ANDREW LAMBERT admires an exciting account of one of naval history’s most gripping incidents
Gibraltar: The Greatest Siege in British History by Roy and Lesley Adkins Little Brown, 480 pages, £20
From a quick glance at the title of Roy and Lesley Adkins’ new book, casual readers may wonder how the “greatest siege in British history” could have taken place such a very long way away from Britain. Yet for much of history, strategically placed naval bases were the key to British power across the globe. Gibraltar, a mountain rising steeply from a narrow sand spit, was the most important: it secured the entrance to the Mediterranean for trade and naval power.
Spain’s grip on the inland sea was broken in 1704, when the Royal Navy seized the town. In 1779, France and Spain declared war on Britain, supporting rebelling American colonists intent on weakening Britain’s global empire. Gibraltar’s 7,000-man British garrison found themselves under siege from French and Spanish forces. Under the command of General Sir George Augustus Eliott, they defied blockade and massive bombardments from land and sea for a gruelling three and a half years (1779–1783). The town was reduced to rubble, but the defences held, and casualties were low.
As anyone familiar with their previous books will expect, Roy and Lesley Adkins tell the dramatic story of the siege through the words of eyewitnesses and contemporaries. The action is partially recounted by those directly involved: British, Spanish, French and German soldiers, sailors and civilians of all ranks.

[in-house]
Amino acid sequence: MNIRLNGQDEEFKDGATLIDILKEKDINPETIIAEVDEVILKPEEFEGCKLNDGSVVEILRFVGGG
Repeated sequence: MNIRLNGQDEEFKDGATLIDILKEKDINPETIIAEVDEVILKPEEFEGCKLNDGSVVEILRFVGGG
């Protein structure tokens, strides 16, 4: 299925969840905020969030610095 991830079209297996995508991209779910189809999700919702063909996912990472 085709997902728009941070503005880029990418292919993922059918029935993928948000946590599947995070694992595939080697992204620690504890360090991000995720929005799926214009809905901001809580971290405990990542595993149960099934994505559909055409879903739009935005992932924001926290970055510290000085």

The book sets the siege against the backdrop of the American War of Independence, highlighting that although
Britain lost the American colonies, it retained command of the sea, the key to security, trade and empire.
The authors also explore how Gibraltar, held by right of conquest by the British for more than 300 years, was a place that came to define British resolve. ‘As strong as the Rock of Gibraltar’ was no mere turn of phrase. As Daniel Defoe observed, the rock had replaced Dover as the quintessential British fortress because it was the key to an overseas empire of trade.
This book is a fascinating, well-crafted account of a siege that defined Britishness, and shaped the strategy of the next four major wars.